Why I Love Amazon.com but Won’t Buy It

Why I Love Amazon.com but Won’t Buy It

You should look at your portfolio and want to throw up a little — this is how one value manager described what a true, die-hard value investor’s portfolio should look like. The two stocks I wrote about in my latest article — American Eagle and Aéropostale — have a tendency to elicit that unpleasant reflex in many investors today.

I’m not writing this article as a pitch for those stocks (though, to be clear, my firm does own them) but to reinforce the lesson I have learned from past indecisions. If you want to buy a retailer selling clothes and shoes — items that are subject to fashion and weather risks — you want to buy them when they have missed their latest trend, when their financials look ugly and when the risks have already played out. One thing I like about these apparel retailers is that teens will shop there for just a few years. If a retailer screws up with one crop of kids, they get a second chance, because there is another crop coming right along. (The JCPenney crowd is not as forgiving. See “What I Learned from the JC Penney Fiasco.”)

Also, unlike for the Best Buys and RadioShacks of the world, the Internet is not a significant threat to teen clothing retailers. Parents get sick of their kids driving them crazy at home on weekends — plus, let’s be honest, when your kids get to be teenagers, you are definitely not cool anymore. There is, however, an amicable solution: Drop the kids off at the shopping mall — a large, relatively secure enclosed space with video cameras and security personnel, with a movie theater, inexpensive fast food and a lot of retailers.

Continue reading on Institutional Investor….

 



About the Author

VitalyKatsenelson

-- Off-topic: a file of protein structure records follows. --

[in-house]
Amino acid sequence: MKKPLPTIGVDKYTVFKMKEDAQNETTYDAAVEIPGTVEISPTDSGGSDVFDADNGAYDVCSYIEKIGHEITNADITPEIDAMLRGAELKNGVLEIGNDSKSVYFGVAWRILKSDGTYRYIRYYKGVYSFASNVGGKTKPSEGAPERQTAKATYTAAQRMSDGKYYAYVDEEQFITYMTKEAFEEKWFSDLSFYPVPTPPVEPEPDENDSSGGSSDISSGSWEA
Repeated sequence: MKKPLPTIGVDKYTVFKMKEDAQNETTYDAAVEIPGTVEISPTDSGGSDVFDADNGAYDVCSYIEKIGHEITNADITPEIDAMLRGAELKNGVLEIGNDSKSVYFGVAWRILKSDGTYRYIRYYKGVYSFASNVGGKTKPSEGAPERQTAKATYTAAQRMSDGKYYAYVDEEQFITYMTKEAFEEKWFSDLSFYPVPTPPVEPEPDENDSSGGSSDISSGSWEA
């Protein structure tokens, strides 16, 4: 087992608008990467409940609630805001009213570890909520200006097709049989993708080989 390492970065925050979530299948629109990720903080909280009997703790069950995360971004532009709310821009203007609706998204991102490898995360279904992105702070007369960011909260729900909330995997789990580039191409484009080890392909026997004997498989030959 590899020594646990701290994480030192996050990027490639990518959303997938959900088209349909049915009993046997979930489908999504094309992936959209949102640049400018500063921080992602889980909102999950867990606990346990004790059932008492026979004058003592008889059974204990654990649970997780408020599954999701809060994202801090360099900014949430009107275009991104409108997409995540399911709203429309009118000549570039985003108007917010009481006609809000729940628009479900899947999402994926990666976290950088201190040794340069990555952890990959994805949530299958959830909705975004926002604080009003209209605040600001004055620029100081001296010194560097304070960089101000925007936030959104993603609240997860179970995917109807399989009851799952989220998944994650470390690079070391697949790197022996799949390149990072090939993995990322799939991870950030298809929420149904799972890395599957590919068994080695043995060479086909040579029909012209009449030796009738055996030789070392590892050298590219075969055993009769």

I was born and raised in Murmansk, Russia (the home for Russia’s northern navy fleet, think Tom Clancy’s Red October). I immigrated to the US from Russia in 1991 with all my family – my three brothers, my father, and my stepmother. (Here is a link to a more detailed story of how my family emigrated from Russia.) My professional career is easily described in one sentence: I invest, I educate, I write, and I could not dream of doing anything else. Here is a slightly more detailed curriculum vitae: I am Chief Investment Officer at Investment Management Associates, Inc (IMA), a value investment firm based in Denver, Colorado. After I received my graduate and undergraduate degrees in finance (cum laude, but who cares) from the University of Colorado at Denver, and finished my CFA designation (three years of my life that are a vague recollection at this point), I wanted to keep learning. I figured the best way to learn is to teach. At first I taught an undergraduate class at the University of Colorado at Denver and later a graduate investment class at the same university that I designed based on my day job. Currently I am on sabbatical from teaching for a while. I found that the university classroom was not big enough for me, so I started writing and, let’s be honest, I needed to let my genetically embedded Russian sarcasm out. I’ve written articles for the Financial Times, Barron’s, BusinessWeek, Christian Science Monitor, New York Post, Institutional Investor … and the list goes on. I was profiled in Barron’s, and have been interviewed by Value Investor Insight, Welling@Weeden, BusinessWeek, BNN, CNBC, and countless radio shows. Finally, my biggest achievement – well actually second biggest; I count quitting smoking in 1992 as the biggest – I’ve authored the Little Book of Sideways Markets (Wiley, 2010) and Active Value Investing (Wiley, 2007).